State Health Department Recognizes World Rabies Day
September 28, 2011 is World Rabies Day,
a global campaign to spread the word about rabies
prevention. With the theme, Working Together to Make
Rabies History!, the World Rabies day initiative was
founded by the Centers for Disease Control and
Prevention (CDC) and the Alliance for Rabies Control
to bring people around the world together to address
rabies control and prevention.
“Rabies can be prevented through increased awareness
and education about the disease, as well as pet
vaccinations,” Illinois Department of Public Health
Director Dr. Damon T. Arnold said. “Preventing and
controlling rabies starts at the community level.
World Rabies Day is an excellent time to talk with a
veterinarian about pet vaccinations and learn what
animals typically transmit rabies and how to avoid
Rabies is a virus that affects the nervous system of
humans and other mammals. However, rabies in humans
is 100 percent preventable. Humans can get rabies
after being bitten by an infected animal or when
saliva from a rabid animal gets directly into the
eyes, nose, mouth or a wound. Without medical
treatment, rabies is a fatal disease. If you are
bitten or exposed to a rabid animal, seek immediate
medical attention. Treatment includes rabies immune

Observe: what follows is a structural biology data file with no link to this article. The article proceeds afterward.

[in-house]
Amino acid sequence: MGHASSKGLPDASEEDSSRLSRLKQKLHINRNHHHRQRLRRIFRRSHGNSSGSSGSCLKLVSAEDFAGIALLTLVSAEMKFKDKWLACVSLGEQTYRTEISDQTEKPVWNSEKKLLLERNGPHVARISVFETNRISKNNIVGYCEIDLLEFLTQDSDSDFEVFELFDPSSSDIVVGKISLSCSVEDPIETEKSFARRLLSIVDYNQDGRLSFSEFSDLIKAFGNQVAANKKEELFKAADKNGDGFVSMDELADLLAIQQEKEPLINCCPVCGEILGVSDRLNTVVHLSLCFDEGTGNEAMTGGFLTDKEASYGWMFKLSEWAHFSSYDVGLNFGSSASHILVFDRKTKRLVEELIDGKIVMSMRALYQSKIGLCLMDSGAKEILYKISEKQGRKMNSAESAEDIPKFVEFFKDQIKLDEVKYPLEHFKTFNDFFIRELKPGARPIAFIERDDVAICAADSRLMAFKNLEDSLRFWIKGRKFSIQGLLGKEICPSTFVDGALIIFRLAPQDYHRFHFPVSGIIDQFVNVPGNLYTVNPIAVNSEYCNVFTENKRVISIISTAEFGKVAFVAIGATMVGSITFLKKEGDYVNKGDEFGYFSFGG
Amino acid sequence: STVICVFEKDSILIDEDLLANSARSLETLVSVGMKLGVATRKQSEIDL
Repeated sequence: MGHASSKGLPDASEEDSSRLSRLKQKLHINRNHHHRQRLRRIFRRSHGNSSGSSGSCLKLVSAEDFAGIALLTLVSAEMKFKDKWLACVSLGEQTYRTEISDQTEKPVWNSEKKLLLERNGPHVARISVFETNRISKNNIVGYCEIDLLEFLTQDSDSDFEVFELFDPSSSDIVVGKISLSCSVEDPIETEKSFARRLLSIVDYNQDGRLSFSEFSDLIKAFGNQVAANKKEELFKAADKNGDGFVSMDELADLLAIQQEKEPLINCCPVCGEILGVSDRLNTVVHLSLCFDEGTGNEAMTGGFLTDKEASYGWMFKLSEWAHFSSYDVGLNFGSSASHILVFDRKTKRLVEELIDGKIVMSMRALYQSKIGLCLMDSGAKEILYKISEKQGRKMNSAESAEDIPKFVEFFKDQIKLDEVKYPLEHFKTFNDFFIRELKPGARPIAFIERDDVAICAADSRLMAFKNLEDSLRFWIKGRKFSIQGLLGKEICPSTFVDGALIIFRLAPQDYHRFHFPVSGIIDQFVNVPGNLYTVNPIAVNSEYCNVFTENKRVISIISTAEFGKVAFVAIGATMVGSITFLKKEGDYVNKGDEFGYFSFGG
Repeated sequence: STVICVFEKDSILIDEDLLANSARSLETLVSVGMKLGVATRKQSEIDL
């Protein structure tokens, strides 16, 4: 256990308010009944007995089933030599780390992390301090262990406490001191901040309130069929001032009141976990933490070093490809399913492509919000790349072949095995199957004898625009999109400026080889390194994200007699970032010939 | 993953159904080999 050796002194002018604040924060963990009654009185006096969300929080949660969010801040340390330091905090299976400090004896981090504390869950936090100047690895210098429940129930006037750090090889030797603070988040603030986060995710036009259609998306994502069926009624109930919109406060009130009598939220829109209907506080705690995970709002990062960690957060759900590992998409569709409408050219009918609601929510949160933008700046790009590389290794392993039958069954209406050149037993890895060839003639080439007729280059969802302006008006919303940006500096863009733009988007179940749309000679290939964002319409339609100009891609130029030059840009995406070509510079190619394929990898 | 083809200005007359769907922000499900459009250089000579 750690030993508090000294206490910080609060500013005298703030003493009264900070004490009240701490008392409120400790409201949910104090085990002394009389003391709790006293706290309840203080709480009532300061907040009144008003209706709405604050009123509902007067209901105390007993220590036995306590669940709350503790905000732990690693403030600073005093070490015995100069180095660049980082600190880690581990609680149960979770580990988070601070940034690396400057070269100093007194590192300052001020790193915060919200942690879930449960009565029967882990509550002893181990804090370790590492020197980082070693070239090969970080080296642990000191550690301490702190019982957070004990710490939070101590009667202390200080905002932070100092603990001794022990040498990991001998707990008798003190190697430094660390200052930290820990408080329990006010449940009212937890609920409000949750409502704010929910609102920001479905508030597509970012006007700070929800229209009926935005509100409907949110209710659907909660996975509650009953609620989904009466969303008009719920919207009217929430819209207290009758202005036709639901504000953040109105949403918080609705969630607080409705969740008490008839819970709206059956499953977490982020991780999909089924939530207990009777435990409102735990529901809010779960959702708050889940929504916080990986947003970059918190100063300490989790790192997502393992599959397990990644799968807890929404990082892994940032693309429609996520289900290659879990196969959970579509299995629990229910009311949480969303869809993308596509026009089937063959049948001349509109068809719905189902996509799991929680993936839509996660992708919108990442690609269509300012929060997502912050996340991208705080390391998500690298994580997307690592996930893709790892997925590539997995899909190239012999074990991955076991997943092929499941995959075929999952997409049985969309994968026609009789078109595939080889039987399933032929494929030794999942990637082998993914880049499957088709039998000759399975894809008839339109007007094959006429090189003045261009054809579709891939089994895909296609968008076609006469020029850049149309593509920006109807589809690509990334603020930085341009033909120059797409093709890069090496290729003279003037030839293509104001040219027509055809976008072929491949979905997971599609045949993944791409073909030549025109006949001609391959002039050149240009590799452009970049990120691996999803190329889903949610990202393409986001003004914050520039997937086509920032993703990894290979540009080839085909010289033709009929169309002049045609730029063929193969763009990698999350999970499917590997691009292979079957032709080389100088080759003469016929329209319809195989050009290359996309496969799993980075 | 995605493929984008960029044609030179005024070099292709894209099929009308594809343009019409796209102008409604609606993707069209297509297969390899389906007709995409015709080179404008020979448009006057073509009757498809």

globulin and a vaccine series.
In 2010, 117 bats tested positive for rabies in
“You cannot tell by looking at a bat if it is rabid.
The animal does not have to be aggressive or exhibit
other symptoms to have rabies,” said Connie Austin,
state public health veterinarian. “Any wild mammal,
such as a raccoon, skunk, fox, coyote or bat, can
have rabies and transmit it to humans.”
Changes in any animal’s normal behavior, such as
difficulty walking or an overall appearance of
illness, can be early signs of rabies. For example,
rabid skunks, which normally are nocturnal and avoid
contact with people, may approach humans during
daylight hours. A bat that is active during the day,
found on the ground or is unable to fly, is more
likely than others to be rabid. Such bats are often
easily approached, but should never be handled.
The following tips can help prevent the spread of
rabies and protect communities:
• Be a responsible pet owner. Keep vaccinations
up-to-date for all dogs, cats and ferrets.
• Seek immediate veterinary assistance for your pet
if your pet is bitten by a wild animal or exposed to
• Call the local animal control agency to remove
stray animals in your neighborhood.
• Do not handle, feed or unintentionally attract wild
animals with open garbage cans or litter.
• Never adopt wild animals or bring them into your
• Do not try to nurse sick animals to health. Call
animal control or an animal rescue agency for
• Teach children never to handle unfamiliar animals,
wild or domestic, even if they appear friendly. Do
not allow children to take wild animals to school for
show and tell. “Love your own, leave other animals
alone” is a good principle for children to learn to
reduce the risk of exposures to rabid animals.
• Maintain homes and other buildings so bats cannot
• If a bat is in your home, do not release the bat
outdoors until after speaking with animal control or
public health officials. If you are able to do so
without putting yourself at risk for physical contact
or being bitten, try to cover the bat with a large
can or bucket, and close the door to the room.
Information about keeping bats out of your home or
buildings can be found by logging on to
Information about rabies can be found at